10. Add Pollinator Plants

Incorporating pollinator plants into your garden is a garden tip that is practical as well as beautiful. The flowers of pollinator plants will attract beneficial insects like bees and butterflies into your vegetable garden. Not only are pollinator plants beautiful, but also having more of these insects around means they will pollinate your vegetables, thus helping your plants produce higher yields.

Plant flowers within your vegetable garden to attract beneficial pollinator insects to your garden.

11. Deadhead Your Flowers

When growing your garden, one great way to ensure your flowers keep blooming throughout the summer is to deadhead them. Deadheading means removing the dead or dying flower heads, and when you do this, it promotes further growth and blooms on other parts of the plant. 

12. Plant Mint in a Pot

Another foundational garden tip is to never, I repeat never, plant mint in your garden bed. Mint is an invasive plant, and its root system will take over and crowd out your other plants you have growing in your garden. It will also be hard to remove because it will return year after year.

Instead, plant your mint in a dedicated pot just for mint. You can plant multiple varieties in the pot if you desire. This will enable you to enjoy mint without the negative effects of it overgrowing in your garden. 

Always plant your mint in its own pot.

Learn More About Growing Your Garden

Gardening in your own backyard is a rewarding experience for anyone. My online vegetable gardening course walks you through the entire process of growing your garden, from deciding where to locate your garden to planting and taking care of your young plants.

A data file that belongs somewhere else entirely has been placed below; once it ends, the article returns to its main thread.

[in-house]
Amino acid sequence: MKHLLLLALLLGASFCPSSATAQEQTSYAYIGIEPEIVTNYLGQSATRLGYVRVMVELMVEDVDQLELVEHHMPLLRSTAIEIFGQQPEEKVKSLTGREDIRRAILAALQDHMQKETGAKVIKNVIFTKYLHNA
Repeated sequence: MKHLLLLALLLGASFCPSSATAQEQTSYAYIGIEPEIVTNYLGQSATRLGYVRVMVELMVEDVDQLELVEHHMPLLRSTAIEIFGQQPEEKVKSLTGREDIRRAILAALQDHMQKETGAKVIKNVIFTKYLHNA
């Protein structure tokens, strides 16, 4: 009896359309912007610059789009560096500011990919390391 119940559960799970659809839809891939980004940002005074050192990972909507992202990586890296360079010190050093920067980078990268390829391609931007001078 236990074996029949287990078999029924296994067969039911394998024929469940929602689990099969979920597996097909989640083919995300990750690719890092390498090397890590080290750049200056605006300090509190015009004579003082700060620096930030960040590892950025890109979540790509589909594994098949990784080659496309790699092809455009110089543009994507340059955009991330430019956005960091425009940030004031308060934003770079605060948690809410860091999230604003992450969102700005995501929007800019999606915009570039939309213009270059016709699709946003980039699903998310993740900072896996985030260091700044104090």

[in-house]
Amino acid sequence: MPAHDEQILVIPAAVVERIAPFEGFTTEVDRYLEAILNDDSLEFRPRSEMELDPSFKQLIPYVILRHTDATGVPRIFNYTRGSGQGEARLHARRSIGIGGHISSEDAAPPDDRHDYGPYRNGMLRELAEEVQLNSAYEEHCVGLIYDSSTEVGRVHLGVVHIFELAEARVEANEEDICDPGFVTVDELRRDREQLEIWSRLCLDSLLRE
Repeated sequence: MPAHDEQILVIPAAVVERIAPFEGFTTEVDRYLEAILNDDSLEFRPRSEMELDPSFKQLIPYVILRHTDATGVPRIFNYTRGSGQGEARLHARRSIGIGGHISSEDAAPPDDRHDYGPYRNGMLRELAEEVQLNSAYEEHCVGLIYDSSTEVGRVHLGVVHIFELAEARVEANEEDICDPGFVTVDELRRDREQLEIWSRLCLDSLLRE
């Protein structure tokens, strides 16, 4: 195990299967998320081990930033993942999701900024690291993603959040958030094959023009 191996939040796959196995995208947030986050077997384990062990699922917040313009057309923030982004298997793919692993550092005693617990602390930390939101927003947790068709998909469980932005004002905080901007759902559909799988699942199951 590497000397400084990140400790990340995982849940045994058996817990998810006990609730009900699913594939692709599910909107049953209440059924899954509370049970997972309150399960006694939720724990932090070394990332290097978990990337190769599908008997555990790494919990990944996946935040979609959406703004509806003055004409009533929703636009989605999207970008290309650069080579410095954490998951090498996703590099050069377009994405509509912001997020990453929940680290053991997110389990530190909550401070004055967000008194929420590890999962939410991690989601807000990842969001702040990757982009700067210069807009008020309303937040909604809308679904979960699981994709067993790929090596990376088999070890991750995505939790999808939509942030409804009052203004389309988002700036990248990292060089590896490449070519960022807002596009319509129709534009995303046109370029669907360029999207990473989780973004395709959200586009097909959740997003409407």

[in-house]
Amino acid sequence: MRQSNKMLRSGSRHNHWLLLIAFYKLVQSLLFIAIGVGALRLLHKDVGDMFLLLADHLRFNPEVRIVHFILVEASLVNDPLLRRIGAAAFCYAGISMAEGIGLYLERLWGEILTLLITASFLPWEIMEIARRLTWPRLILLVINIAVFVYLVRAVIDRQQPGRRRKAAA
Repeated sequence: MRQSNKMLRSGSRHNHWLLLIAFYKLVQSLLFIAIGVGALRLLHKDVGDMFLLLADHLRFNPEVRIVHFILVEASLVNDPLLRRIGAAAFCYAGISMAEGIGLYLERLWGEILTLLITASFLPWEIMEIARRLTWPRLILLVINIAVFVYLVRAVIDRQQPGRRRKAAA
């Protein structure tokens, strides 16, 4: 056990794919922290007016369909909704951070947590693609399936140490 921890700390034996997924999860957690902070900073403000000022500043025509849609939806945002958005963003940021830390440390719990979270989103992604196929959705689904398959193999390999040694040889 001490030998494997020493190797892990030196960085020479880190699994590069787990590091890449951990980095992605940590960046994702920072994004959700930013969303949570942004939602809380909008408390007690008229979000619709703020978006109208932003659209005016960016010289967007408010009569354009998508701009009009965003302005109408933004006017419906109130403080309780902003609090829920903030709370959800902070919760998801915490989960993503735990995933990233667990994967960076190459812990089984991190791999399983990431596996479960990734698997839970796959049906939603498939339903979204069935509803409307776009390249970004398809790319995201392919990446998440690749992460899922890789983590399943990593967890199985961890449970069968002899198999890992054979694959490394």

To learn more about how to design and plant your garden, visit the garden course and sign up. 

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The Charm of Garden Bulbs: New Watercolor Art

It seems like spring has had to work overtime to get winter to exit the scene this year. But finally, the rains are here, the grass is greening up, and the trees are beginning to bud. More than anything, the lovely spring bulbs are starting to bloom. In this vein, I’d like to introduce you to my new collection of garden watercolor art, the flowering bulbs.

Spring Bulbs

I have always had a thing for early spring flowers. Maybe it’s the grayness of winter; maybe it’s the stark empty branches of the trees. First, I see crocuses and muscari, then daffodils, and then tulips and irises. As these flowers begin to shine their colorful faces for all the world to see, it does something to my spirit. Just like that, life is new and fresh. 

The birds’ chirping seems louder and happier. People are starting to move outdoors. Runners and cyclists are taking advantage of the warming days to exercise on the paths and streets of my city. In every spring thaw, life emerges after a deep winter sleep.  

Gardening with Bulbs

Years ago, I sort of went wild planting bulbs around my yard, choosing everything from fritillaria to muscari to many unique interesting varieties of tulips, daffodils, irises, and lilies. I planned it in such a way that we had bulbs of many kinds constantly blooming from early spring well into summer. 

Some of the advantages of planting bulbs in your landscaping and garden beds include: 

  • They are perennials, so they come back year after year.
  • Spring bulbs are often early to emerge, offering spring color. 
  • Most bulbs are low maintenance.
  • Bulbs multiply on their own, so you can divide them and spread them out in your beds or give them away to friends.
  • Many bulbs are deer and rodent-resistant (amaryllis, daffodil, snowflake, crocus, muscari, iris).
  • Lilies have a long bloom time, and you can stagger the bloom times of the various bulbs by planting a mix that bloom at different times throughout the spring/summer.